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Tim Burr

Latest posts by Tim Burr

Aconitum (aka monkshood / wolfs bane)

Posted: 26/08/2012 at 17:03
Thanks guys - have chopped them about half way down, some of the stems had flopped and made their way up to the light again so had u-bends in them, so cut to there. No lower leaves - eaten by gastropods I think, although I thought slugs dont eat them - cant think what else would?

Do aconitum benefit from Chelsea Chop? Trying to stop them growing so tall and then drooping under their own weight.

Aconitum (aka monkshood / wolfs bane)

Posted: 26/08/2012 at 11:07
My aconitums haved finished flowering - now setting seed, some of which has dried in situ, wih the rest still green. Should I cut it down to the ground (like other herbacious) or leave? Not fussed about it setting seeds, but want to make sure plant stays healthy and strong.

Bamboo Problem

Posted: 25/08/2012 at 10:58
You should not attempt to kill it using weedkiller - it can take it up to the main parent plant on your neighbours land and kill it. If discovered, you can be charged with criminal damage and also face civil action for the cost of replacing it, if the owner wishes to pursue.

Slugs and snails

Posted: 17/08/2012 at 20:04
Dont worry - its a bit of a myth hedgehogs gorge themselves on slugs . They only make up around 5% of their diet. They much prefer other things like insects and beetles.

Slugs arent good for hedghogs as slugs carry lungworm, which causes the hog to die a slow painful death from pneumonia.

I do use pellets very sparingly in my garden, because despite my garden being frequented by three hogs, I have millions of slugs. What I dont get by catching by hand (in glove) and putting in the green recycling bin, eat the pellets, crawl back underground and dont come back. I use ferrous pellets as they are supposidly less toxic to wildlife and can be used near food crops.

I believe slugs that are grey in colour and have a pattern like leopard skin (they are sometimes called leopard slugs, would you believe), are to be encouraged because they tend to eat only dead stuff and other slugs (orange and black ones).

Beware if picking up slugs and if doing so wear gloves or wash your hands straight afterwards. They do carry parasites that can cause parasite-induced meningitis in humans.

Spring Bulbs

Posted: 17/08/2012 at 19:37
Roll on Spring 2013!! My mum always said to never wish your life away, but as gardeners we're always looking forward, never back.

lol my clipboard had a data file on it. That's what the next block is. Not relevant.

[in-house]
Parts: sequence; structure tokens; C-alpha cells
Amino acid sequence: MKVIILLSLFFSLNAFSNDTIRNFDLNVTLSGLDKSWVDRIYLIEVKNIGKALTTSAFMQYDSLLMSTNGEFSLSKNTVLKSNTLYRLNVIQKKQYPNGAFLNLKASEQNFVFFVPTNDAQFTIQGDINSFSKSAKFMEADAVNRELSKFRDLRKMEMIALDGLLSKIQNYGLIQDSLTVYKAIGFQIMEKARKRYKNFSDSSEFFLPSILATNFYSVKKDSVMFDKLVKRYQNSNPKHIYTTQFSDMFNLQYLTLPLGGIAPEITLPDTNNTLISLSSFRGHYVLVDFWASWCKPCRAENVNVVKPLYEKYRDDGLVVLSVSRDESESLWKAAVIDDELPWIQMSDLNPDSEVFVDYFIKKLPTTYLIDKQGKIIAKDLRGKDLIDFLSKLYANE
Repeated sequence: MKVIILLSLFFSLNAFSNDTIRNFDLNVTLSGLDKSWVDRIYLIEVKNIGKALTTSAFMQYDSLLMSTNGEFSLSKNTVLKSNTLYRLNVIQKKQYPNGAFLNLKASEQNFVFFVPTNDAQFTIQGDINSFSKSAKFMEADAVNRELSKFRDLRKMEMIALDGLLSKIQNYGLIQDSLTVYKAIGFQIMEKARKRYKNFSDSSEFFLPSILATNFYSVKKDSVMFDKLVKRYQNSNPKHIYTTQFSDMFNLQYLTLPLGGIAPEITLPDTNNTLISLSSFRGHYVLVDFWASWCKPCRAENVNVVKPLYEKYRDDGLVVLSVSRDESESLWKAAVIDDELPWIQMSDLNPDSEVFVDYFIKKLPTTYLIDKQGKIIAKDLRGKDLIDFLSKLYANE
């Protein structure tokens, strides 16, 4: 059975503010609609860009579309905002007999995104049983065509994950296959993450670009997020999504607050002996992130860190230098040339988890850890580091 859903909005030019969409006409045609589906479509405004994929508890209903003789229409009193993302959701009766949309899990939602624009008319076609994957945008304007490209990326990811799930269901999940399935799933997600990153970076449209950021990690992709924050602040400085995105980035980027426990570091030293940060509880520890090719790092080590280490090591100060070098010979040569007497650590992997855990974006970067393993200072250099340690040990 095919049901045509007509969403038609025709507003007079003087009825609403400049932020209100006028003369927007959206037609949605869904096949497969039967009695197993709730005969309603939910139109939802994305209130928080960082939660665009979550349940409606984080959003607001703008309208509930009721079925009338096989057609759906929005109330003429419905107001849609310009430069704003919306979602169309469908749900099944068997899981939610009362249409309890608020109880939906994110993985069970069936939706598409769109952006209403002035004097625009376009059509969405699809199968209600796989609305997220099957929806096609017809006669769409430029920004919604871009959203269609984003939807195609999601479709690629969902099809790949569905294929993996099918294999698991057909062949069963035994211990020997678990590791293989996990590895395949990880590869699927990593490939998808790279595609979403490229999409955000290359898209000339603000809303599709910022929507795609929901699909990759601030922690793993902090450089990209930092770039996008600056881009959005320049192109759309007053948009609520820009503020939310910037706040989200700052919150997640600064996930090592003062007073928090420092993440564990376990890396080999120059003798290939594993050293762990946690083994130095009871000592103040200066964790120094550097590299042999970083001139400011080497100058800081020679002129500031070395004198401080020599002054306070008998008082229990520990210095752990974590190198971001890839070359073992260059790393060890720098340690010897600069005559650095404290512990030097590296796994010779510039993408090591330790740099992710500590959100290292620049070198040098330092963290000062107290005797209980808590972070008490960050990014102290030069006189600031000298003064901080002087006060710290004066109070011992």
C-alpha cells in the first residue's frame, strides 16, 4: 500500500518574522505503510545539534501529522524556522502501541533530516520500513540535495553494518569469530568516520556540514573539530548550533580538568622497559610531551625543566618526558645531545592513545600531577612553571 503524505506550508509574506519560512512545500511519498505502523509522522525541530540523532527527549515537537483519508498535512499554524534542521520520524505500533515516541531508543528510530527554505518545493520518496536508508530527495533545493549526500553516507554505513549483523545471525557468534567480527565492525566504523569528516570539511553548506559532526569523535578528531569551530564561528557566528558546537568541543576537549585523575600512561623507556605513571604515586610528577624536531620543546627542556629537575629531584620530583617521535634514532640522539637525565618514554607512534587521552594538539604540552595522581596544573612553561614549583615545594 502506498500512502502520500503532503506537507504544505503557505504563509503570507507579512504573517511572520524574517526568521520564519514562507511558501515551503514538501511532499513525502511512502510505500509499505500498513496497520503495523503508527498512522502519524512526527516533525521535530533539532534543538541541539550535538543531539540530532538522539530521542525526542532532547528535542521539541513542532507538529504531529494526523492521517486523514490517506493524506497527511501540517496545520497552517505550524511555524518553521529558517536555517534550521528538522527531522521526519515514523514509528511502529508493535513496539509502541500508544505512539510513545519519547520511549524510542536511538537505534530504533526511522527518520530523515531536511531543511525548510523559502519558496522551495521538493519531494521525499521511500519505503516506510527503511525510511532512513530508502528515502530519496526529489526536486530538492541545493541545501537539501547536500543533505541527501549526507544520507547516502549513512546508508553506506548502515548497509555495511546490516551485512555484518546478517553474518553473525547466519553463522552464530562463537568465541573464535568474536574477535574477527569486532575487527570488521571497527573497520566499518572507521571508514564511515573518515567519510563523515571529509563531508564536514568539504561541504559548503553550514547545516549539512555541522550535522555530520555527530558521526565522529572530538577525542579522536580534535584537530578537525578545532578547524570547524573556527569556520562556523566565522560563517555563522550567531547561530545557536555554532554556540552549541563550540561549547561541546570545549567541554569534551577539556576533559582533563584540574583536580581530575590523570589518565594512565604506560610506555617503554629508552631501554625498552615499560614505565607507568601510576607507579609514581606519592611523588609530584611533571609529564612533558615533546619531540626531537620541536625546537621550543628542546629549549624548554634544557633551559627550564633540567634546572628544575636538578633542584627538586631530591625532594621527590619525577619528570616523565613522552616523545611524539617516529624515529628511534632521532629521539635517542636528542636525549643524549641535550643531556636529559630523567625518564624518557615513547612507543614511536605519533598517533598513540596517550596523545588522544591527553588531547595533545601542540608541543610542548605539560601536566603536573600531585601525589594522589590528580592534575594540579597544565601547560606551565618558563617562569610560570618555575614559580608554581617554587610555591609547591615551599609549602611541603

Spotted Christmas cards on sale in Card Factory on Wednesday!! Think I may buy a box and write them out on a quiet couple of hours when I take my summer holiday!!

Discouraging Starlings

Posted: 16/08/2012 at 23:59
I have a flock of starlings that arrive at nearly the same times during the day. I think they do the rounds several times a day because within a couple of hours, they are back. It seems that they send out a scouting party because when they arrive, at least 2 or 3 arrive upto 5 mins before them, and if the feeding station is low or bare, they fly off and the flock don't arrive en masse- a few turn up but not the volume there is if the feeding station is well stocked.

I gave up at trying to feed mealworms. Sparrows and tits only take a few at a time, but the starlings swoop down and scoff the lot in a matter of minutes. My other half decided one day to throw a whole scoop on thinking I had forgotton, only to find starlings stacking up 2 or 3 high on top of each other on the feeder. She reckoned there must have been over 40 birds in our little back garden all going bonkers for the mealworm.

I've also had to reduce the lard cakes - the starlings go thru them at a rate of one a day. I have found coconut shells filled with lard/seed last better because not so easy to hang from or off for starlings but ideal for smaller birds.

I use no mess seed - although more expensive, it means I dont have grass and sunflowers popping up everywhere in the garden. Starlings tend to avoid it too unless they are really desperate.

Bramble invasion